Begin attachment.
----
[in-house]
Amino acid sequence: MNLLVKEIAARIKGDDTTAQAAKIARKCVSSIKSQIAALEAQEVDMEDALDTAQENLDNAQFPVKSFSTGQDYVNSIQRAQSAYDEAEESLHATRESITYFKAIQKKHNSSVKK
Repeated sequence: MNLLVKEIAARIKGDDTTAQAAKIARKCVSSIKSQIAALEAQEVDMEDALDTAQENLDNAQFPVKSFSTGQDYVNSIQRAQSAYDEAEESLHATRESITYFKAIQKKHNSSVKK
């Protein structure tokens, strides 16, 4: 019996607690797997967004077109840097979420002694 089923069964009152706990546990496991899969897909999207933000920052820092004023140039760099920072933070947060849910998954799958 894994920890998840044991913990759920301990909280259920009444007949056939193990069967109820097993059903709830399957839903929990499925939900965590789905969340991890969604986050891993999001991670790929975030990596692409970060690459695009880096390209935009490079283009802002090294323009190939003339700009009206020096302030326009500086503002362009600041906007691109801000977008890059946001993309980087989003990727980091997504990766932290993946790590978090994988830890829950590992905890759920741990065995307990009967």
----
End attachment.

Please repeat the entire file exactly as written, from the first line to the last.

[in-house]
Amino acid sequence: MNLLVKEIAARIKGDDTTAQAAKIARKCVSSIKSQIAALEAQEVDMEDALDTAQENLDNAQFPVKSFSTGQDYVNSIQRAQSAYDEAEESLHATRESITYFKAIQKKHNSSVKK
Repeated sequence: MNLLVKEIAARIKGDDTTAQAAKIARKCVSSIKSQIAALEAQEVDMEDALDTAQENLDNAQFPVKSFSTGQDYVNSIQRAQSAYDEAEESLHATRESITYFKAIQKKHNSSVKK
């Protein structure tokens, strides 16, 4: 019996607690797997967004077109840097979420002694 089923069964009152706990546990496991899969897909999207933000920052820092004023140039760099920072933070947060849910998954799958 894994920890998840044991913990759920301990909280259920009444007949056939193990069967109820097993059903709830399957839903929990499925939900965590789905969340991890969604986050891993999001991670790929975030990596692409970060690459695009880096390209935009490079283009802002090294323009190939003339700009009206020096302030326009500086503002362009600041906007691109801000977008890059946001993309980087989003990727980091997504990766932290993946790590978090994988830890829950590992905890759920741990065995307990009967």